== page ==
Walker Evans (1903–75) was a great American artist photographing people and places in the United States in unforgettable ways. He is known for his work for the Farm Security Administration, addressing the Great Depression, but what he actually saw was the diversity of people and the damage of the long Civil War. In Walker Evans, renowned art historian Svetlana Alpers explores how Evans made his distinctive photographs. Delving into a lavish selection of Evans’s work, Alpers uncovers rich parallels between his creative approach and those of numerous literary and cultural figures, locating Evans within the wide context of a truly international circle.
Alpers demonstrates that Evans’s practice relied on his camera choices and willingness to edit multiple versions of a shot, as well as his keen eye and his distant straight-on view of visual objects. Illustrating the vital role of Evans’s dual love of text and images, Alpers places his writings in conversation with his photographs. She brings his techniques into dialogue with the work of a global cast of important artists—from Flaubert and Baudelaire to Elizabeth Bishop and William Faulkner—underscoring how Evans’s travels abroad in such places as France and Cuba, along with his expansive literary and artistic tastes, informed his quintessentially American photographic style.
A magisterial account of a great twentieth-century artist, Walker Evans urges us to look anew at the act of seeing the world—to reconsider how Evans saw his subjects, how he saw his photographs, and how we can see his images as if for the first time.
"Alpers’s interest in the ‘unique’ work of Walker Evans is an interest in the ‘making’ of the photographs rather than in their interpretation: her approach is slow, patient, fastidious, detail-oriented, appreciative and illuminating. . . . It is really Starting from Scratch that is a ‘unique’ work: a close reading of classic photographs by a discerning eye (Alpers’s) that conjoins the instructional with the intimate, the scholarship of the historian with the candour of the memoirist. . . . A brilliant and, indeed, thrilling final chapter . . . considers the phenomenon of ‘late style’ as it relates to artists other than Walker Evans"—Joyce Carol Oates, Times Literary Supplement
"Warm and sympathetic . . . really a wonderful biography."—Joyce Carol Oates, Times Literary Supplement Podcast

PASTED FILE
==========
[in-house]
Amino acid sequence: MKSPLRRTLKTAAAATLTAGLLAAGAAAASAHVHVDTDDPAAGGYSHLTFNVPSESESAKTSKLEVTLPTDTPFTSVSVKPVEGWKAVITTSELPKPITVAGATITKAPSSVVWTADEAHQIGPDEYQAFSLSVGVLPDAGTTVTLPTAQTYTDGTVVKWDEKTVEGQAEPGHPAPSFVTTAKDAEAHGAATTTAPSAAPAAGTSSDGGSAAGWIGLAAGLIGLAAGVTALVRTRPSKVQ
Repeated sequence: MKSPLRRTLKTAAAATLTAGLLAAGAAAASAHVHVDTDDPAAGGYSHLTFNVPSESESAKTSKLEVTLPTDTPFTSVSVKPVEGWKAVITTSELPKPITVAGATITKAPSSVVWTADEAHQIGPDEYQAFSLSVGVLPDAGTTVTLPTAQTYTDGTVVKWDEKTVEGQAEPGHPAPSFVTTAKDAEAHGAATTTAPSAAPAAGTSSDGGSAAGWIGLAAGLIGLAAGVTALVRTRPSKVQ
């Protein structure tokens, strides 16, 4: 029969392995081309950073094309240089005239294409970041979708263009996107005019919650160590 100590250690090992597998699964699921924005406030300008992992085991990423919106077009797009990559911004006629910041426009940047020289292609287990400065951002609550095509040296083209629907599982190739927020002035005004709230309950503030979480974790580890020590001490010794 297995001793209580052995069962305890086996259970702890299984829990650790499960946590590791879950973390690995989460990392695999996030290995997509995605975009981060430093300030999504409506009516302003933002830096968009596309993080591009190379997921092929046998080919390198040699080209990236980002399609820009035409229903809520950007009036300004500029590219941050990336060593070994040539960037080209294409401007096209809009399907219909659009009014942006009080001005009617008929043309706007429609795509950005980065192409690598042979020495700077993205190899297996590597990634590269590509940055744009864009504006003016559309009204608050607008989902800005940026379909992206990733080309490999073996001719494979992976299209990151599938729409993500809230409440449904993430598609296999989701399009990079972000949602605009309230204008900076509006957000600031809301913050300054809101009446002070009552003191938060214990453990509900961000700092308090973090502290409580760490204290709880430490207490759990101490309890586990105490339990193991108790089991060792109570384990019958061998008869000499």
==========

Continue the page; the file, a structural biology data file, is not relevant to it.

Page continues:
"[A] superb book."—Richard Meyer, Artforum
"Starting From Scratch is well researched, and Alpers’s heavily quotational approach provides the reader a wealth of material from Evans’s letters, lectures, published texts, and personal writings."—Rahel Aima, The Nation
"Svetlana Alpers’s biography takes a chronological approach to the life of an artist. . . . But before the text explores Walker’s aspirations, tastes, travels, career highs and love of the written word, the reader is presented with an uninterrupted 143 full-page reproductions of Evans’s photographs—an invitation to appraise the work before engaging with the man."—Christie's
"[A] brilliant scholar of Dutch painting’s take on an artist whose work has moved and inspired me for years."—Ayad Akhtar, Elle.com
"A fresh consideration of Evans’s pictures. . . . Engaging."—Brian Sholis, Aperture
"A fresh, scholarly look—complete with more than 200 images—at the seminal American photographer, this time through the lens of fine art and literature. In a lavishly illustrated narrative bolstered by impassioned research, art historian Alpers reintroduces readers to Walker Evans (1903-1975), one of America’s great artistic observers . . . Alpers convincingly presents him as a new kind of poet. . . . Great American photography in a welcome new frame."—Kirkus Reviews
"A comprehensive study. . . . Alpers shows how Evans’s approach differed both from that of other photographers and from conventional assumptions about photography. . . . Intriguing interpretations of Evans’s photos and work process, for both specialists and general readers."—Library Journal
"An entire semester in one volume. . . . [Alpers's] analysis of Evans’ artistic life will not disappoint. . . . This biography affectionately reads like a lecture series, with professor Alpers nudging students to close-read the 143 black/white Evans photos conveniently placed at the book’s beginning."—Jean Bundy, Anchorage Press
"In Walker Evans: Starting from Scratch, art historian Svetlana Alpers explores the prominent 20th century documentary photographer’s work and creative process. Though one might usually consider photography to be a graphic art like painting, Alpers examines Evans’ love of text and the relationship between his images and works by writers including Flaubert, Baudelaire, and Faulkner, making the compelling case that literature is at the heart of his work. The book features 170 of Evans’s photos, but the main reason to get Starting from Scratch is to learn more about the artist’s way of seeing the world and rediscover his work with fresh eyes."—Photo Life Magazine